In a mild surprise, given the extent of the left leg injuries he suffered two weeks ago, Orlando Franklin was the Broncos' starting right offensive tackle Sunday.

"It tells you we've got some tough guys on this team," Broncos quarterback Peyton Manning said.

And Manning is one of them. He suffered an ankle injury two games ago while getting hit in the end zone against Jacksonville and Manning was hit hard and hit often the previous Sunday at Indianapolis.

He did not limp or favor his injured ankle during the game Sunday. Throwing three interceptions weren't because of the ankle.

"Actually, I felt pretty good out there today," said Manning, who besides the three interceptions, completed 30-of-44 passes for 354 yards and four touchdowns. "I felt like I was moving around, and I was able to move in the pocket a little bit. The bye week is coming at a good time for a lot of people physically, for me as well to get some rest."

Franklin left the game two weekends earlier against Jacksonville with a sprained left knee and left ankle. He gave up a strip sack to Ryan Kerrigan that led to Manning's fumble, but otherwise delivered a gritty performance.

With Franklin back, Louis Vasquez returned to his customary right guard position. Vasquez made his first NFL start at right tackle last week against the Indianapolis Colts and played well.

Chris Kuper had a setback with his troublesome left ankle while he played right guard last week at Indy. He did not dress Sunday.

The Broncos' offensive front was, from left to right, Chris Clark, Zane Beadles, Manny Ramirez, Vasquez and Franklin . That has been the Broncos' line alignment since left tackle Ryan Clady suffered a season-ending foot injury in Week 2.

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Rocky McIntosh Talks A Little Trash To Jason Witten

DETROIT – Dallas Cowboys tight end Jason Witten didn’t have a memorable afternoon Sunday at Detroit. And it didn’t end well, either.

Detroit Lions linebacker Rocky McIntosh taunted Witten as both teams were walking into their locker rooms, which were only a few feet away from each other.

McIntosh turned toward Witten and yelled, “It’s OK, Jason.” Witten just ignored him and kept walking. McIntosh has played against Witten often in his career since he spent the first six seasons of his career with the Washington Redskins.

Witten had only two catches for 15 yards against the Lions. Quarterback Tony Romo targeted him only twice, marking the least amount of targets Witten has had in a game since two against the New York Giants on Nov. 14, 2010.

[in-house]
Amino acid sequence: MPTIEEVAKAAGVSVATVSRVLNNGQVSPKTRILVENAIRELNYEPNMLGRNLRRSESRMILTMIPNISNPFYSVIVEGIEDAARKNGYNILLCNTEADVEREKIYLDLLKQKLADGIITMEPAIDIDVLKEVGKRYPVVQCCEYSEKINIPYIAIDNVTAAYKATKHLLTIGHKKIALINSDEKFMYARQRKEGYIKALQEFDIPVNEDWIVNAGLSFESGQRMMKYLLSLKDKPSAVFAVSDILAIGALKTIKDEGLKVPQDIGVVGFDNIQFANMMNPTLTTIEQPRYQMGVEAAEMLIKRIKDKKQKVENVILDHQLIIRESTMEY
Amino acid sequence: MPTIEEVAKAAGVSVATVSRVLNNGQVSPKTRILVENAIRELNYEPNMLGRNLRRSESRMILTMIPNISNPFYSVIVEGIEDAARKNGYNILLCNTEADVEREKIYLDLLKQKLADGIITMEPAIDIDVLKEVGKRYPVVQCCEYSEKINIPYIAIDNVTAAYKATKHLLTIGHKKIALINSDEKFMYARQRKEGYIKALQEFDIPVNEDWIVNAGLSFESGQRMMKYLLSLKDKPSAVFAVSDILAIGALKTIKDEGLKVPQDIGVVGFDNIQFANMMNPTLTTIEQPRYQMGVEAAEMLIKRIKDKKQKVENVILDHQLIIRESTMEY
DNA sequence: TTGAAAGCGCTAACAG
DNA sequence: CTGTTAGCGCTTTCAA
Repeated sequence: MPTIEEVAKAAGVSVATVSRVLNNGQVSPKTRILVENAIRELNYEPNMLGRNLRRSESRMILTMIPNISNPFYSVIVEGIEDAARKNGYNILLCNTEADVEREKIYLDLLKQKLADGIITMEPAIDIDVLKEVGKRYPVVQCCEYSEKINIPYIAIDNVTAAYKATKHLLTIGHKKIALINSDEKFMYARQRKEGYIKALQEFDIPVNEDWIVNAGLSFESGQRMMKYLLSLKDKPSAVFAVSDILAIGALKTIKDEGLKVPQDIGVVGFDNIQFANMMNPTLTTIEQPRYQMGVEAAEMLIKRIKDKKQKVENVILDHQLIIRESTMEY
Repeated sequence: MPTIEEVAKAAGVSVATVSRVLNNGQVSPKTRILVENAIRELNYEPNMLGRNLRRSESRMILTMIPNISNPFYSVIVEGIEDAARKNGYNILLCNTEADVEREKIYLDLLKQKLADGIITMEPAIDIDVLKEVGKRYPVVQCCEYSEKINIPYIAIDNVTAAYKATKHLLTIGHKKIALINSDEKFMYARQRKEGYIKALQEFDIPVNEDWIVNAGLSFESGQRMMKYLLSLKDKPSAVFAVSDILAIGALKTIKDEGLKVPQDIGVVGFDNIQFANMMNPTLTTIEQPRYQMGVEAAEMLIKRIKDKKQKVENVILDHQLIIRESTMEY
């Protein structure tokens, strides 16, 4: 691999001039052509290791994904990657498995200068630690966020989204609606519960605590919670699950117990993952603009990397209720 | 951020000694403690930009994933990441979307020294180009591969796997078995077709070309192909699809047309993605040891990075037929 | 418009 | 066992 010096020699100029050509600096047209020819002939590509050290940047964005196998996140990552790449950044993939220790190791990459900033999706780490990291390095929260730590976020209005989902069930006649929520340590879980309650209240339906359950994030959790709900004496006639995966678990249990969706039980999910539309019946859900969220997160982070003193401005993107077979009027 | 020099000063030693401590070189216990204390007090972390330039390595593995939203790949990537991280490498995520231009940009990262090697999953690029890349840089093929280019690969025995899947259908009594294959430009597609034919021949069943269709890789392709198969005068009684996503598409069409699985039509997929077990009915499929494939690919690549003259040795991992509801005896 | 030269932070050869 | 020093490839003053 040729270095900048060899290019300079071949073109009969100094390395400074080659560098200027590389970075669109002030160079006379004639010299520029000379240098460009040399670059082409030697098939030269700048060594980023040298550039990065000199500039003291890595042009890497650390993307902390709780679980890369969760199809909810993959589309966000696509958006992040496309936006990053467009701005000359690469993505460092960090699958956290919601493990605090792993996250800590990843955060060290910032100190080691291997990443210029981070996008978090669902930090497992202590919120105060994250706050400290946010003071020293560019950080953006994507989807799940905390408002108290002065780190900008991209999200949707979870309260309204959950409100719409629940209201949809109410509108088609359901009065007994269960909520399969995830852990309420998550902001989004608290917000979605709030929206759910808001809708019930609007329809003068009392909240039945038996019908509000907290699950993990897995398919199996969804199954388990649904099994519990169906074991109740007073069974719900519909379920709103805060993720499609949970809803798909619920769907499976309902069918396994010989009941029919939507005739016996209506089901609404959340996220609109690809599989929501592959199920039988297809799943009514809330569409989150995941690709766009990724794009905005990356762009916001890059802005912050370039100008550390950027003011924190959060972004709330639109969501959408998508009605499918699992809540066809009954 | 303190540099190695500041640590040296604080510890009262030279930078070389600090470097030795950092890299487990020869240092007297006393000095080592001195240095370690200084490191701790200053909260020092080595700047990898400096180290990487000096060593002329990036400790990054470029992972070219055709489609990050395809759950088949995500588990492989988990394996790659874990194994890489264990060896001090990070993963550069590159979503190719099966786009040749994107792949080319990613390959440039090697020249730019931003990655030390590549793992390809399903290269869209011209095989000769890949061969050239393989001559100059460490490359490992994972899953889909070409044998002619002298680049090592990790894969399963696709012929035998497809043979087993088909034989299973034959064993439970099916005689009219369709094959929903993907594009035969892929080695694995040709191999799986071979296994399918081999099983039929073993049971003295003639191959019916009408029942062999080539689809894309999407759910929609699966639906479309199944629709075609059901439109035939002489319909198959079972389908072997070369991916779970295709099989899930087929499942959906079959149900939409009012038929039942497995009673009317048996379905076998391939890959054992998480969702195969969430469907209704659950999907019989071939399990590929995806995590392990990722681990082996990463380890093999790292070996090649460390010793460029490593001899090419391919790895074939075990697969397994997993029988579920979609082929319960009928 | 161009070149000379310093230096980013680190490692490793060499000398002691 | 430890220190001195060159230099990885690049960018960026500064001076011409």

Late in the game, Witten was the one doing the yelling. He directed it toward Dez Bryant on the sideline in an effort to try to calm down the receiver.

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Saints made last-minute decision on Jimmy Graham

The Saints didn't decide Jimmy Graham's (foot) Week 8 availability until just before game time.
Team doctors are confident Graham's partial plantar fascia tear cannot be aggravated, and his playing availability going forward will come down to pain tolerance. Graham managed to play under 20 snaps in Sunday's blowout win over the Bills, primarily playing in red-zone packages. He caught three passes for 37 yards and two touchdowns. The Saints travel to face the Jets in Week 9.

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Jon Beason in the middle of Giants ‘D’ turnaround

PHILADELPHIA — If you are a Giants fan you are well aware of the numbers: 36, 41, 38, 31, 36 and 27.
No, these were not winning Pick Six lottery numbers. They were the scorn of the once-proud Giants defense, points allowed — in order of games en route to an 0-6 start — to the Cowboys, Broncos, Panthers, Chiefs, Eagles and Bears.

Two weeks ago, the Giants were fast-tracking to a franchise record for defensive futility — and that includes the calamitous 1987 strike season during which replacement players were on the field for three games.

On Sunday at Lincoln Financial Field, in a 15-7 win over the same Eagles who handed them a 36-21 defeat three games ago, the Giants’ defense pitched its second consecutive shutout. As the Eagles’ lone touchdown Sunday game on special teams, so, too, did the Vikings’ only points last Monday.

The Giants defense has not allowed a point since the second quarter of their 27-21 loss to the Bears on Oct. 6.

Two days before that loss in Chicago, the Giants traded with Carolina for linebacker Jon Beason, who has become a rock in the middle of their defense.
“I think we got away with a steal there,’’ defensive end Mathias Kiwanuka said. “He’s been a phenomenal player who also has a lot of ball left to play and we appreciate having him. He fits in really well and he’s elevated the level of play tremendously.’’

It has been Beason in recent weeks who has gotten the entire Giants’ defense to show up to work a half-hour early, at 7:30 a.m., for a players-only film session to complement the work they do with the coaches.

Rarely does a new player come to a team, assert himself and be received with open arms by his new teammates the way Beason has with the Giants.
“He’s made a great impact,’’ cornerback Terrell Thomas said.

“We’ve had the meetings before, but having Jon there has added more structure to it, it added a voice to the meeting,’’ linebacker Spencer Paysinger said.
“Beason has been phenomenal; he’s something that we needed,’’ Giants safety Antrel Rolle, who had an INT Sunday, said. “We needed a voice from the linebacker position — the middle-linebacker position. We needed someone who was going to stand his ground, we needed someone who was going to get everyone lined up, make it real snappy, no BS-ing around, let’s get it right.’’